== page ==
Here's what we know. After the resignation of former National Security Adviser, Michael Flynn, February 13th, the President said it was because Flynn lied to the vice president, Mike Pence. February 14th, Trump meets with the FBI director, Comey, and tells him, quoting now, I hope you can see your way clear to letting this go, meaning, of the investigation of Flynn meeting with the Russian ambassador.

May 9th, Trump fires FBI Director, Comey, which brings us now to yesterday. Of course, there are a lot of other things in between there, but yesterday, when Trump sent out this tweet claiming he fired Flynn because he lied to the vice president and the FBI. This is a day after Flynn pleads guilty to lying to the FBI about that meeting with the Russian Ambassador, Sergey Kislyak.

Now originally, Trump never said that he know Flynn had lied to the FBI. Now this brings, of course, more questions. So again, if Trump knew then that Flynn lied to the FBI, why wasn't Flynn let go sooner and why would Trump have asked the FBI director to let Flynn go and why was Comey fired? Was it to get rid of that Russia probe?

All right. CNN's Shimon Prokupecz back with me now, joined by CNN Legal Analyst, Michael Zeldin. Good to see you both now encounter here.

So, Michael, you first. You know, White House counsel confirming that he wrote Saturday's or really, it's the personal attorney, John Dowd saying that he is the one who wrote the tweet about Michael Flynn, knowing about Michael Flynn lying on the FBI. Why would his attorney do that?

MICHAEL ZELDIN, CNN LEGAL ANALYST: Well, either because the President asked him to do that or he made a terrible mistake. And I've known John Dowd for a long time and he's a very good and careful lawyer. So it sort of throws some cold water on Dowd making such a colossal mistake.

Yesterday, you and I talked about this tweet and I said yesterday I didn't believe it was true. I didn't believe that the President actually knew that Flynn had lied to the FBI and that tweet was mistaken. I still think that's the case, but I don't know yet how it got to be drafted, who was behind it and what was the purpose in crafting and releasing such a tweet because it did create a huge mess for the President as a consequence of it because it's not true. It's just not true. He didn't know it at the time that he fired Flynn.

WHITFIELD: Why are you so convinced? Why are you convinced then, that was a mistake and that he did not know about lying to the FBI? Why would that be, you know, out of the realm of possibilities in your view as supposed to it being a flip? ZELDIN: Well, as supposed -- right. I supposed anything is possible and I should be careful in this administration of making definitive statements. But at the time, only people that could have possibly known about this lie were the FBI agents to whom he lied and perhaps, Director Comey or Sally Yates. And I don't believe that any of them relayed that information to the White House because it defies protocol between communications in the White House and the Justice Department about ongoing investigations.

So to me, it defies logic. Of course, a lot of things defy logic about this investigation. So you're right, Fredricka that this is theoretically possible. I just don't think it's realistic.

WHITFIELD: So then Shimon, that -- this tweet went out with, you know, the President's handle at leading whether it be the Mueller team, certainly, the Senate Judiciary Committee, you know, leader, Feinstein that there's more responsibility with this tweet coming from the President. How might this be, you know, redirecting energies or focus of these various investigations as it pertains to Russia?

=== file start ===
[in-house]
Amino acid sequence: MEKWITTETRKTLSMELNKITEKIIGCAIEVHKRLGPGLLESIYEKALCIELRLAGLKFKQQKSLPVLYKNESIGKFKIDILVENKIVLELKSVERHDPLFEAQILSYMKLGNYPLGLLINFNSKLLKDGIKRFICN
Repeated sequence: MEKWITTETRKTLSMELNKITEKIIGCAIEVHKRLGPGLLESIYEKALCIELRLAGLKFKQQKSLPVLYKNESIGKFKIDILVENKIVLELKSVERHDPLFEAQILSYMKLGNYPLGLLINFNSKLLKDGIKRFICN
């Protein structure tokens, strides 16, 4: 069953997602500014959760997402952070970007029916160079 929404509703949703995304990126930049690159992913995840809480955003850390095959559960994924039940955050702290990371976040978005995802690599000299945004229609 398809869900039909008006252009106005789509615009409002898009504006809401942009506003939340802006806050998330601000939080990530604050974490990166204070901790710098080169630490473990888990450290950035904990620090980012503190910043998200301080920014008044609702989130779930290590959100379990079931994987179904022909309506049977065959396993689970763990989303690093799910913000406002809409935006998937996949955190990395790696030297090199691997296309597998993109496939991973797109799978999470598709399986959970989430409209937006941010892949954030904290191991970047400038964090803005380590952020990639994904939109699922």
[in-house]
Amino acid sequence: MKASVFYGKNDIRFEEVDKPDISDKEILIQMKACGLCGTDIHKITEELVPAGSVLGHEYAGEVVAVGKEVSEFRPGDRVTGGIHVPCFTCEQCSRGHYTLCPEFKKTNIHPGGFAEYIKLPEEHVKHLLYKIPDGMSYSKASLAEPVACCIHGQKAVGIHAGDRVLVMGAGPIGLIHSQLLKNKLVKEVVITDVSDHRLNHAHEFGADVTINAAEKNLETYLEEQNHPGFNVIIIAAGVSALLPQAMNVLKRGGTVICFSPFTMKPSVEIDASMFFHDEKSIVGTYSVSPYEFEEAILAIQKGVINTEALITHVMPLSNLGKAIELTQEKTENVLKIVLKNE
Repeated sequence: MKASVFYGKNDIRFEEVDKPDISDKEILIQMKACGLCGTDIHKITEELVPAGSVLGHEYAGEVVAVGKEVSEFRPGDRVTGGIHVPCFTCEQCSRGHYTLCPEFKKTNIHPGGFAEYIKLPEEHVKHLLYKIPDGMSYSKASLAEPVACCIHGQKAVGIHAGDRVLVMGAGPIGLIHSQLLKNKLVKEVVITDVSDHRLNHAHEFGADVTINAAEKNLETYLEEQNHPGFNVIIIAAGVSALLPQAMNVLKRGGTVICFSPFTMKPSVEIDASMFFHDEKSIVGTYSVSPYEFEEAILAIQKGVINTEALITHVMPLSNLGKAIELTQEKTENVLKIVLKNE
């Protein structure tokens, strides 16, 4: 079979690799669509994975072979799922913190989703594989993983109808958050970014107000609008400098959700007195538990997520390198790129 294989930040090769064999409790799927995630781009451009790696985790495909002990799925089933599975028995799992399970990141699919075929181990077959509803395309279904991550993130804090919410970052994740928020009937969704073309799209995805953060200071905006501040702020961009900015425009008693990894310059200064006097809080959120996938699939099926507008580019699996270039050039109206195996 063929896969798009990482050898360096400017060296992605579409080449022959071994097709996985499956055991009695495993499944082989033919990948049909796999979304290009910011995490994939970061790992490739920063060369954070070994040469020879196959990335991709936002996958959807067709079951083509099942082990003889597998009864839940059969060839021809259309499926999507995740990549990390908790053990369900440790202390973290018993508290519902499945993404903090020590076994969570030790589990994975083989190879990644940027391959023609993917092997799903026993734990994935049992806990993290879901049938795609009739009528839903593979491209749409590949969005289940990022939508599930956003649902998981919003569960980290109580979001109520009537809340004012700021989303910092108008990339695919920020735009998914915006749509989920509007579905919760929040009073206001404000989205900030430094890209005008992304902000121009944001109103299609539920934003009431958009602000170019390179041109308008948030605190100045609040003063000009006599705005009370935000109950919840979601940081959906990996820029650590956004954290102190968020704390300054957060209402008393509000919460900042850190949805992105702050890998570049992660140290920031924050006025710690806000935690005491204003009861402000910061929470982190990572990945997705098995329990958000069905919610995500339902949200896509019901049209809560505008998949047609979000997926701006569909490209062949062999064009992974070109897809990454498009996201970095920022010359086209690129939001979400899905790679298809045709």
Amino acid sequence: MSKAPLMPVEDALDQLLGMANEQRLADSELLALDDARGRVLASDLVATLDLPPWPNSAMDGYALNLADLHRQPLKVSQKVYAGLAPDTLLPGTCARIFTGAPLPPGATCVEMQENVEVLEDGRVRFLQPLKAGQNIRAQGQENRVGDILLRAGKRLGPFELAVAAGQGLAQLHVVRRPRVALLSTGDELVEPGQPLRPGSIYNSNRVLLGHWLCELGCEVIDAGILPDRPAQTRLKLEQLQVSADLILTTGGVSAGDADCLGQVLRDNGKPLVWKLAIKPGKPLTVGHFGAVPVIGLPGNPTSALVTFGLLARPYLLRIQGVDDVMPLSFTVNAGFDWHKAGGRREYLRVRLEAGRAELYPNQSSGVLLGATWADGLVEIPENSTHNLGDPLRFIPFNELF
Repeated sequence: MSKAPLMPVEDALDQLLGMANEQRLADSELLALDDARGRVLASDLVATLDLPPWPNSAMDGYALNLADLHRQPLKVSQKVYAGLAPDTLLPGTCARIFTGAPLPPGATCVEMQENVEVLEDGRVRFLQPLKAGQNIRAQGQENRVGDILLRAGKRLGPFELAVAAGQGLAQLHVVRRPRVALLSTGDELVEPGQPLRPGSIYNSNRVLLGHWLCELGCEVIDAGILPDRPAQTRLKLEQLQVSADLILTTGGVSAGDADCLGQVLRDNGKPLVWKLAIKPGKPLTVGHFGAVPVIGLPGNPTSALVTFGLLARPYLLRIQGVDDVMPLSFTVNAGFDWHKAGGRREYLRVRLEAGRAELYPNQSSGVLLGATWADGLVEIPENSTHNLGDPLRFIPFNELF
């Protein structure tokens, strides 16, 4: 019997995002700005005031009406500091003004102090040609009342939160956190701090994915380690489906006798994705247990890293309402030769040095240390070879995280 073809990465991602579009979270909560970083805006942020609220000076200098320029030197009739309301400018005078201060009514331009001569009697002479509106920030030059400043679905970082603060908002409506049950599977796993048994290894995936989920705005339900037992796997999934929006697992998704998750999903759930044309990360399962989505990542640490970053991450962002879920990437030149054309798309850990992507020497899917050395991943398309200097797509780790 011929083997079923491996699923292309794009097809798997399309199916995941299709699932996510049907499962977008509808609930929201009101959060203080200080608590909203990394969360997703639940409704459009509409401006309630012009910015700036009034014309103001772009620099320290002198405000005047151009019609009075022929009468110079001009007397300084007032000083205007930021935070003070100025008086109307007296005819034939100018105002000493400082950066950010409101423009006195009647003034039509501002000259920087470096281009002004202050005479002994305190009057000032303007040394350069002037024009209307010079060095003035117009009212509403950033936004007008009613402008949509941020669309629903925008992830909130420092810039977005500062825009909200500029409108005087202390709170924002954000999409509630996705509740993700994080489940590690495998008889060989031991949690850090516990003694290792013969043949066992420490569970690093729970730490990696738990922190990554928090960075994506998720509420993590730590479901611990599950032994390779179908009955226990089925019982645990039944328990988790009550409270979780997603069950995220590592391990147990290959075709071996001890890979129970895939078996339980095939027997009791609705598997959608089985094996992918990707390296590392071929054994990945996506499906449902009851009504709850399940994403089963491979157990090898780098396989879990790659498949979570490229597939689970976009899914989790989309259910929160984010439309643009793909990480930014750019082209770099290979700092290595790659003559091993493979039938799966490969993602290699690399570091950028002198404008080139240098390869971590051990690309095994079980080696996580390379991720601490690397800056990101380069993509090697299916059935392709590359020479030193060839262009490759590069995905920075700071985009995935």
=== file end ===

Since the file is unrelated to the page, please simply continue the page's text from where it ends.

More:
PROKUPECZ: Well, you know, this perhaps can be used as evidence in, let's say, a case of obstruction that the President knew that Michael Flynn was under investigation for this. But outside of that, when you think about that President knew that Michael Flynn was under investigation, right, and we've all reported on it. He knew by then that the FBI had questioned him about his contacts with the former Russian ambassador.

The attorney general, the former Attorney General, Sally Yates went to the White House concerned about some of those contacts, concerned that Michael Flynn was somehow compromised because of those contacts, because he lied to the vice president about those contacts. So no matter what the President, before even this tweet before even this tweet knew that Michael Flynn was under investigation.

[15:10:19] And, you know, just to back up what Michael just said, look, our reporting has been that Sally Yates, the former attorney general when she went to the White House never characterized what -- how that interview went, how Michael Flynn's interview went with the FBI, whether he lied. In fact, I think she had said that she did not want to characterize it to them. And there was some indication at least to people we have talked to at the time that the FBI didn't feel that he was lying.

So, whether or not the President knew there was -- he knew there was some kind of an investigation, but we don't believe that he necessarily knew that Michael Flynn lied to the FBI. I mean, that's what I think was sort of the surprise in that tweet.

WHITFIELD: OK. So then Michael, you know, to your premise that perhaps the President was mistaken that he didn't know because the FBI would never have revealed to him that Michael Flynn lied way back and so, yesterday was kind of a, you know, a mistake on his part in that tweet. But in other ways, do you then see that a case is building on obstruction of justice as we heard from Feinstein who really pointed to the Michael Flynn plea deal and the other indictments and because of that, a substantial or significant case is being built on obstruction of justice?